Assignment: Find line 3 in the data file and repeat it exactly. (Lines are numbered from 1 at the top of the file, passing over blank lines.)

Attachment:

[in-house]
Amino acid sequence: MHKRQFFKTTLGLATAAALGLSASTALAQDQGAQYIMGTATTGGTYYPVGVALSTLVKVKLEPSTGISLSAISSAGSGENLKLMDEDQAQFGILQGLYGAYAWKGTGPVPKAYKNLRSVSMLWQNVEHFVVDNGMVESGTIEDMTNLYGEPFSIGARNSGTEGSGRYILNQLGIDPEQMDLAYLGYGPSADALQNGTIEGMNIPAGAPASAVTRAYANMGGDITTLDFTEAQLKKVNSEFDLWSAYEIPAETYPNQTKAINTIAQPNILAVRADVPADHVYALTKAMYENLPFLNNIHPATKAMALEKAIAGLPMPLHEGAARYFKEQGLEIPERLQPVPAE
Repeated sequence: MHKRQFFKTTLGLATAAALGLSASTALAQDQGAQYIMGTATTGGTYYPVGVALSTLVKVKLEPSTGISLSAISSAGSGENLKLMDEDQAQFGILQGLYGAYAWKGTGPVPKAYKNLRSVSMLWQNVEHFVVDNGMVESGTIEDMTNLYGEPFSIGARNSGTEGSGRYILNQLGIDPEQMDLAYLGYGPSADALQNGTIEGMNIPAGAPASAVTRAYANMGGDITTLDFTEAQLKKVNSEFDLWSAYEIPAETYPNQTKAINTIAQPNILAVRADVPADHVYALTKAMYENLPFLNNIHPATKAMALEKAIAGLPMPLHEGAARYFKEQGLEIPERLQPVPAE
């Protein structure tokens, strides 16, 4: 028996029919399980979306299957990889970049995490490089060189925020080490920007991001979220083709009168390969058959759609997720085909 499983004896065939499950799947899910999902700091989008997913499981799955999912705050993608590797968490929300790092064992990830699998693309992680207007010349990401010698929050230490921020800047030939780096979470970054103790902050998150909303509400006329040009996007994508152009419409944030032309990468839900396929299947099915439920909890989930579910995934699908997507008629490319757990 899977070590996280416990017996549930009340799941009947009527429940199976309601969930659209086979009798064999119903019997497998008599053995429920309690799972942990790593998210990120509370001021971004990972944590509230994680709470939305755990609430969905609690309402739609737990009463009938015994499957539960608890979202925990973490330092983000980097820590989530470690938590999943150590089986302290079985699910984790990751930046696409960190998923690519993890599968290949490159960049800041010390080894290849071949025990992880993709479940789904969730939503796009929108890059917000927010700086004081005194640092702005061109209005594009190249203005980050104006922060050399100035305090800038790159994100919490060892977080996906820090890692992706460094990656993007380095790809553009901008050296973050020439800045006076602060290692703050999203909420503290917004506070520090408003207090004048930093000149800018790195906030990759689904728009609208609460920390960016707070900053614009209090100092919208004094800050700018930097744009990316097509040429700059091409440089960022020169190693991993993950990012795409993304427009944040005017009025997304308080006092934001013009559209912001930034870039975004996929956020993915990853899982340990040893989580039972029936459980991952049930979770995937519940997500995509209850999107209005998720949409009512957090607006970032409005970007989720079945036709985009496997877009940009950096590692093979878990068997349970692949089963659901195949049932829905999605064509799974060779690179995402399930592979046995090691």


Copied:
Repeated sequence: MHKRQFFKTTLGLATAAALGLSASTALAQDQGAQYIMGTATTGGTYYPVGVALSTLVKVKLEPSTGISLSAISSAGSGENLKLMDEDQAQFGILQGLYGAYAWKGTGPVPKAYKNLRSVSMLWQNVEHFVVDNGMVESGTIEDMTNLYGEPFSIGARNSGTEGSGRYILNQLGIDPEQMDLAYLGYGPSADALQNGTIEGMNIPAGAPASAVTRAYANMGGDITTLDFTEAQLKKVNSEFDLWSAYEIPAETYPNQTKAINTIAQPNILAVRADVPADHVYALTKAMYENLPFLNNIHPATKAMALEKAIAGLPMPLHEGAARYFKEQGLEIPERLQPVPAE